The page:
Gresham. It was this speech, supplemented by the march
of the "Tin Bucket Brigade," that sent Quay scurrying
to Gresham. There was not the danger that Quay and
Piatt thought. While Albert G. Porter was a "dark horse "
candidate — "no pony, ' ' as one of the practical men put it —
he was willing to compromise on a place in the cabinet.

Failing to get an understanding with the popular candi-
date, the practical men brought into play all the arts that
in a previous National convention had diverted votes to
favorite sons who were utterly unavailable to go before the
people. One of the old tricks of a National convention to
weaken a strong candidate and keep a weak one in the
field was to loan the latter votes. Senator Quay, who had
posed as being for Senator John Sherman, made good his
word that he was really committed to no one. He and
three other of his Pennsylvania delegates actually voted
on the first ballot for William Walter Phelps of New Jersey,
as a means of holding the New Jersey delegates to Phelps.
At the last minute Mayor Fitler of Philadelphia, who had
never before been heard of as a Presidential possibility, was
brought out and voted for by the delegates from Phila-
delphia. And thus it was that Senator Quay prevented
any of the Philadelphia delegates from keeping their prom-
ise to Brainerd to vote for Gresham.

E. H. Terrell of Texas and Jacob H. Gallinger of New
Hampshire, seconded the nomination of General Harrison.

Iowa, by W. P. Hepburn, presented the name of Senator
W. B. Allison. It was seconded by B. U. Bosworth of
Rhode Island.

Michigan, by R. E. Frazier, presented the name of
General R. A. Alger. It was seconded by C. J. Noyes of



REPUBLICAN CONVENTION OF 1888 591

Massachusetts, Patrick Egan of Nebraska, T. E. Estes
of North Carolina, and L. F. Eggers of the Territory of
Arizona.

Meantime, there had been an adjournment from one
o'clock to three. That it was not decided until the last to
put Mr. Depew in nomination was the belief at the time.
It was also understood that Governor Porter's speech nomi-
nating General Harrison was the circumstance that finally
determined this move. The Convention was showing signs
of getting away from the practical men. At the adjourned
session. Senator Frank H. Hiscock, on behalf of New York,
nominated Mr. Depew. It was seconded by G. G. Hartley,
as he said, on behalf of one of the congressional districts of
Minnesota.

Senator John Sherman of Ohio was presented to the
convention by Pennsylvania, by General H. D. Hastings,
and seconded by Governors J. B. Foraker of Ohio, and
Anson of North Carolina.

Charles E. Smith of Philadelphia, despite objections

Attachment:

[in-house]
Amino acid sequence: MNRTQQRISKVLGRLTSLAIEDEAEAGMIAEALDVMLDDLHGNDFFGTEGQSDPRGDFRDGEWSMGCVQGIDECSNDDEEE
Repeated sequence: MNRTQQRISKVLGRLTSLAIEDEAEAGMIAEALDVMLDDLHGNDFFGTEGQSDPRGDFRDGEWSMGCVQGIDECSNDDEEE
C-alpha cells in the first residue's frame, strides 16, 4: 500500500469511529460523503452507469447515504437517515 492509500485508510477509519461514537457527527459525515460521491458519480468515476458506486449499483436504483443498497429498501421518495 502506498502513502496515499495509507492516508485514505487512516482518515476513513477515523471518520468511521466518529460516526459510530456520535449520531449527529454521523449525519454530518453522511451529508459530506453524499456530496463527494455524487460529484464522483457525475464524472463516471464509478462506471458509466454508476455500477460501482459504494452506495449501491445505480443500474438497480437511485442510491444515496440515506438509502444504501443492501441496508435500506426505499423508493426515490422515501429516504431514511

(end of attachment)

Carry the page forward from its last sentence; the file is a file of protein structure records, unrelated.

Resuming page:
from other Pennsylvania delegates, presented the name of
Mayor E. H. Fitler of Philadelphia.

Senator John C. Spooner closed the nominations by
presenting the name of Governor J. H. Rusk of Wisconsin.
It was 8 o'clock in the evening when the convention ad-
journed until II A. M. Friday for the balloting.

There were eight ballots in all — three on Friday, the
2 2d, two on Saturday, the 23d, and three on Monday, the
25th. It is to be remembered that several men who were
not even nominated were voted for as favorite sons.

Following the announcement of the third ballot, the
Convention adjourned until 8 p. m. At the evening session
Mr. Depew withdrew his name. But before the adjourn-
ment. Colonel George R. Davis, one of the Illinois delegates,
secured the adoption of a motion that Colonel R. G. Ingcr-
soll be invited to address the assembly after the adjourn-
ment. As soon as the Convention adjourned, many of the
38



592 LIFE OF WALTER QUINTIN GRESHAM



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REPUBLICAN CONVENTION OF 1888 593

delegates went out. The galleries were crowded. Colonel
Ingersoll started in with his old-time eloquence, but soon
bluntly declared he was for Gresham. This created a great
commotion. A demonstration was begun for Gresham, a
counter one for Mr. Blaine, some of the New York dele-
gates started to leave, and Colonel Ingersoll was not per-
mitted to continue his speech. It was claimed Colonel
Ingersoll violated the proprieties of the occasion by men-
tioning the name of a single man. His answer was that
it was a mass meeting, and as a member of that body he
was for only a single man. "I was talking to Tom Piatt
right down there before me, and he knew it. And he knew
I had a lot more to say." Some papers said this was a
great mistake on Ingersoll's part and ruined Gresham's
chances, but this was untrue. It really helped him, for
after that Piatt made overtures.

Within an hour Mr. Gresham walked past Thomas
C. Piatt's rooms in the Grand Pacific Hotel to Colonel and
Mrs. Ingersoll's apartment and thanked Colonel Ingersoll
for his speech. Piatt and the men on the inside with their
spies knew of this.

In the last chapter we copied from the letter of Colonel
Ingersoll of May 18, 1888, in which he advised that a
promise be given to make James G. Blaine Secretary of
State. In nominating Mr. Blaine for the Presidency in
1876 at Cincinnati, the speech of Colonel Ingersoll was
the best ever made in a National convention, and Blaine's
nomination was prevented only by adjourning the conven-
tion. This was brought about by some one asserting in a
loud voice that as there were no lights and it was getting
dark, they must wait until morning to vote. Meantime,
the art of handling a great convention had been advanced.
When Colonel Ingersoll reached Chicago and the Judge
explained it was not necessary for him to consider Mr.
Blaine — which was not unpleasant news to Ingersoll, for
he had broken with Blaine — but that he would have to



594 LIFE OF WALTER QUINTIN GRESHAM

make pledges to Piatt and Quay, "which I will not do" —
the Colonel promptly approved the Judge's morals and
said, "I will go down with you."

Before he made his final speech. Colonel Ingersoll made
a score of speeches to the crowds and various State dele-
gations. Many thought that Ingersoll, Albert J. Beveridge,